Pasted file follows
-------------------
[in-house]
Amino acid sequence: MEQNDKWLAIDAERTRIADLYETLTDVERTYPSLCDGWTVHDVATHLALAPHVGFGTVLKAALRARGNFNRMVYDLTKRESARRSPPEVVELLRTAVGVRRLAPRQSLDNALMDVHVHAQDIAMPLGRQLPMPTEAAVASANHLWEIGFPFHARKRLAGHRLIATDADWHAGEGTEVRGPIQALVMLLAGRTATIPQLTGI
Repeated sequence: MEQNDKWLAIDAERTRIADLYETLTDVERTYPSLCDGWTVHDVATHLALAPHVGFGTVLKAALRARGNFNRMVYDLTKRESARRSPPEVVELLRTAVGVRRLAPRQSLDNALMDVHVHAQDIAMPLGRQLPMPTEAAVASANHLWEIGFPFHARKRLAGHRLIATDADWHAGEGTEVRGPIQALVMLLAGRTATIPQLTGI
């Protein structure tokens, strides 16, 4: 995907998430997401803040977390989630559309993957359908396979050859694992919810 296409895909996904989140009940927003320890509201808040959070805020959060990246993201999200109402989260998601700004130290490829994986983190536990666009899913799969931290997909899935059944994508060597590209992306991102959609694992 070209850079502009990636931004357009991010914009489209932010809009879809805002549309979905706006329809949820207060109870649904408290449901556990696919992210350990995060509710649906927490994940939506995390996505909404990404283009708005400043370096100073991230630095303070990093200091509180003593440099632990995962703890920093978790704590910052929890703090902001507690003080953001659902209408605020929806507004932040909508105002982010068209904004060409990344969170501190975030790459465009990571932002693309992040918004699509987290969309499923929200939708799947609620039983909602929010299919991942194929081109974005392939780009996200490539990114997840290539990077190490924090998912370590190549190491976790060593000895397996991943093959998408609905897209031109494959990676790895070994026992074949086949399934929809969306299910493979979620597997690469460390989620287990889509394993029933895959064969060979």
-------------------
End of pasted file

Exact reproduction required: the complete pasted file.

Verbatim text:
[in-house]
Amino acid sequence: MEQNDKWLAIDAERTRIADLYETLTDVERTYPSLCDGWTVHDVATHLALAPHVGFGTVLKAALRARGNFNRMVYDLTKRESARRSPPEVVELLRTAVGVRRLAPRQSLDNALMDVHVHAQDIAMPLGRQLPMPTEAAVASANHLWEIGFPFHARKRLAGHRLIATDADWHAGEGTEVRGPIQALVMLLAGRTATIPQLTGI
Repeated sequence: MEQNDKWLAIDAERTRIADLYETLTDVERTYPSLCDGWTVHDVATHLALAPHVGFGTVLKAALRARGNFNRMVYDLTKRESARRSPPEVVELLRTAVGVRRLAPRQSLDNALMDVHVHAQDIAMPLGRQLPMPTEAAVASANHLWEIGFPFHARKRLAGHRLIATDADWHAGEGTEVRGPIQALVMLLAGRTATIPQLTGI
């Protein structure tokens, strides 16, 4: 995907998430997401803040977390989630559309993957359908396979050859694992919810 296409895909996904989140009940927003320890509201808040959070805020959060990246993201999200109402989260998601700004130290490829994986983190536990666009899913799969931290997909899935059944994508060597590209992306991102959609694992 070209850079502009990636931004357009991010914009489209932010809009879809805002549309979905706006329809949820207060109870649904408290449901556990696919992210350990995060509710649906927490994940939506995390996505909404990404283009708005400043370096100073991230630095303070990093200091509180003593440099632990995962703890920093978790704590910052929890703090902001507690003080953001659902209408605020929806507004932040909508105002982010068209904004060409990344969170501190975030790459465009990571932002693309992040918004699509987290969309499923929200939708799947609620039983909602929010299919991942194929081109974005392939780009996200490539990114997840290539990077190490924090998912370590190549190491976790060593000895397996991943093959998408609905897209031109494959990676790895070994026992074949086949399934929809969306299910493979979620597997690469460390989620287990889509394993029933895959064969060979």